Ending tax breaks for massive sovereign wealth funds? Practical observations about the Wyden bill
On July 26, 2023, Senate Finance Chairman Ron Wyden introduced a bill, the Ending Tax Breaks for Massive Sovereign Wealth Funds Act. As its title suggests, the Bill would deny the benefits of Section 892 of the Internal Revenue Code of 1986, as amended, to certain foreign governments with large sovereign wealth funds, many of which are active investors in United States private markets.
Section 892 generally exempts foreign governments (and their sovereign wealth funds and other affiliates) from United States federal income tax on certain types of income, including certain income from stocks, bonds, and other securities. Based on the principle of sovereign immunity, Section 892 serves to encourage significant investment in the United States and is frequently relied on by foreign governments, in particular those that do not have an income tax treaty with the United States.
If passed, the Bill would remove the exemption provided by Section 892 for (i) any foreign government that directly or indirectly holds more than USD$100 billion of assets for investment or the production of income, and (ii) either (A) does not have an income tax treaty or free trade agreement in effect with the United States or (B) is North Korea, China, Russia, or Iran. Under the Bill, no later than December 31, 2024, the Treasury shall publish a list of such foreign governments that would no longer be entitled to the exemption provided by Section 892. The Bill would generally apply beginning in 2024 but contains certain provisions that would delay its full application until 2026.
Sovereign wealth funds have become a critically important source of direct investment into the United States economy. Foreign governments without free trade agreements or income tax treaties in effect with the United States include, among others, the governments of countries with some of the largest sovereign wealth funds, most notably Saudi Arabia, the United Arab Emirates, Kuwait, and Qatar. Sovereign wealth funds from these countries have trillions of dollars in assets and have invested substantial capital in a multitude of businesses located in the United States in reliance on the exemption provided by Section 892.
If the Section 892 exemption is eliminated for these sovereign wealth funds, they will need to contend with United States federal income taxes on many investments that could previously be structured in a tax-efficient manner. As a result, the Bill will make it more challenging for private fund sponsors focused on United States investments to raise capital from a category of investors that previously made significant fund commitments and, in many cases, anchored such funds. The Bill could also encourage accelerated exits of existing investments prior to its full application in 2026.
Given that sovereign wealth funds are some of the largest investors in real estate located in the United States, the Bill may have a particularly negative effect on United States real estate markets. Sovereign wealth funds have utilized various exemptions to invest in real estate located in the United States in a tax-efficient manner, including Section 892 and, when Section 892 is unavailable for a particular investment, the exemption provided for sales of domestically controlled REITs. Less than a year ago, the Treasury Department and the IRS issued proposed regulations targeting some of the domestically controlled REIT structures commonly used by sovereign wealth funds (for more information, see our prior alert.). By removing the benefits of Section 892, the Bill would remove one of the last strategies available to the sovereign wealth funds covered by the Bill to invest in equity positions in United States real estate without becoming fully subject to United States federal income tax.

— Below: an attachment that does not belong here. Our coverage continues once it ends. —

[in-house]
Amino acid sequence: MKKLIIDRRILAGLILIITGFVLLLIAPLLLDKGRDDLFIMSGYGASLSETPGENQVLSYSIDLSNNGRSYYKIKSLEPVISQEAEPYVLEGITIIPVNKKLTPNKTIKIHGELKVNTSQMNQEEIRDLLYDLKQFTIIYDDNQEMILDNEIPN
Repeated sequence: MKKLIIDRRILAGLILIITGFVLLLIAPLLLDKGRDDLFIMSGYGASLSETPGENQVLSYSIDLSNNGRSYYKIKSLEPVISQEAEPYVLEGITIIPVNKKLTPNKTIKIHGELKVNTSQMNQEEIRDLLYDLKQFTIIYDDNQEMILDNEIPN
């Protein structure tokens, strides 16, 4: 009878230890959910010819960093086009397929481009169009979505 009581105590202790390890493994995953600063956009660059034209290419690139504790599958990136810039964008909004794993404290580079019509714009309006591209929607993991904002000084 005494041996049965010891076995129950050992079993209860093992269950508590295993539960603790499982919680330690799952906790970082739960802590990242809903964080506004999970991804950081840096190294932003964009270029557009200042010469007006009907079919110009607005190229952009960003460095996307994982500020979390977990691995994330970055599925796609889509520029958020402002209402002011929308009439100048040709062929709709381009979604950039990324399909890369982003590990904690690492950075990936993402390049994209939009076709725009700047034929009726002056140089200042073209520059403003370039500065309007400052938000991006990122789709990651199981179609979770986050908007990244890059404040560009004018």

Though perhaps small consolation, the Bill affects only Section 892 and thus does not remove all tax exemptions available to the covered sovereign wealth funds. For example, the portfolio interest exemption for debt investments is unaffected by the Bill and will continue to present these sovereign wealth funds with numerous opportunities to invest in United States debt markets.
If enacted, the Bill would effect a landmark change in available tax strategies for many of the world’s largest sovereign wealth funds. It could encourage these sovereign wealth funds to make debt investments instead of equity investments in the United States. The Bill could also encourage sovereign wealth funds to invest in countries other than the United States that continue to provide benefits analogous to Section 892 under their local tax laws, negatively affecting the domestic marketplace for capital.
It remains to be seen how serious Congress is about enacting this or a similar Bill. Other countries have flirted with the idea of curtailing tax exemptions available to foreign governments (for more information, see our prior alert on a similar proposal in the United Kingdom) but these proposals were ultimately dropped. We will continue to monitor the developments of this important Bill. To learn more, please contact any of the authors listed above.